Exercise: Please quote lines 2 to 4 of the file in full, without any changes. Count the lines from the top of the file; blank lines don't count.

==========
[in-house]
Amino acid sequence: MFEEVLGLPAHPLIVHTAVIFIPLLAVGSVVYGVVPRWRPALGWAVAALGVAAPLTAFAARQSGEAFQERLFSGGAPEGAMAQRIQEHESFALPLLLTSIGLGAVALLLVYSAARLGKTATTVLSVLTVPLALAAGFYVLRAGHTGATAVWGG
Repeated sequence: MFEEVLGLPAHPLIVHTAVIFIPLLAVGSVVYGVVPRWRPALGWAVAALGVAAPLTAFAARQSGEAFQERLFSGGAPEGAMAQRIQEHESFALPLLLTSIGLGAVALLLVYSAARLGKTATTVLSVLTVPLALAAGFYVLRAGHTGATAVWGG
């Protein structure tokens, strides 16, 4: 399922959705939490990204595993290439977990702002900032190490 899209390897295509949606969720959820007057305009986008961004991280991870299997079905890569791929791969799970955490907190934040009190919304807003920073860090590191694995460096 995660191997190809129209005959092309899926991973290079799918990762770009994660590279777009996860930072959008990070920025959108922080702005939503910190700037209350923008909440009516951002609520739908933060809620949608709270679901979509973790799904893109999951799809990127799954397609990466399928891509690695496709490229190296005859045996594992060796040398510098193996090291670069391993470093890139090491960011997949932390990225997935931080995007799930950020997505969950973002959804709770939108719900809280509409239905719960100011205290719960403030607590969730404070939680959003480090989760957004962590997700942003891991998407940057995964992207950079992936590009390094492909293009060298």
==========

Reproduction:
Amino acid sequence: MFEEVLGLPAHPLIVHTAVIFIPLLAVGSVVYGVVPRWRPALGWAVAALGVAAPLTAFAARQSGEAFQERLFSGGAPEGAMAQRIQEHESFALPLLLTSIGLGAVALLLVYSAARLGKTATTVLSVLTVPLALAAGFYVLRAGHTGATAVWGG
Repeated sequence: MFEEVLGLPAHPLIVHTAVIFIPLLAVGSVVYGVVPRWRPALGWAVAALGVAAPLTAFAARQSGEAFQERLFSGGAPEGAMAQRIQEHESFALPLLLTSIGLGAVALLLVYSAARLGKTATTVLSVLTVPLALAAGFYVLRAGHTGATAVWGG
């Protein structure tokens, strides 16, 4: 399922959705939490990204595993290439977990702002900032190490 899209390897295509949606969720959820007057305009986008961004991280991870299997079905890569791929791969799970955490907190934040009190919304807003920073860090590191694995460096 995660191997190809129209005959092309899926991973290079799918990762770009994660590279777009996860930072959008990070920025959108922080702005939503910190700037209350923008909440009516951002609520739908933060809620949608709270679901979509973790799904893109999951799809990127799954397609990466399928891509690695496709490229190296005859045996594992060796040398510098193996090291670069391993470093890139090491960011997949932390990225997935931080995007799930950020997505969950973002959804709770939108719900809280509409239905719960100011205290719960403030607590969730404070939680959003480090989760957004962590997700942003891991998407940057995964992207950079992936590009390094492909293009060298």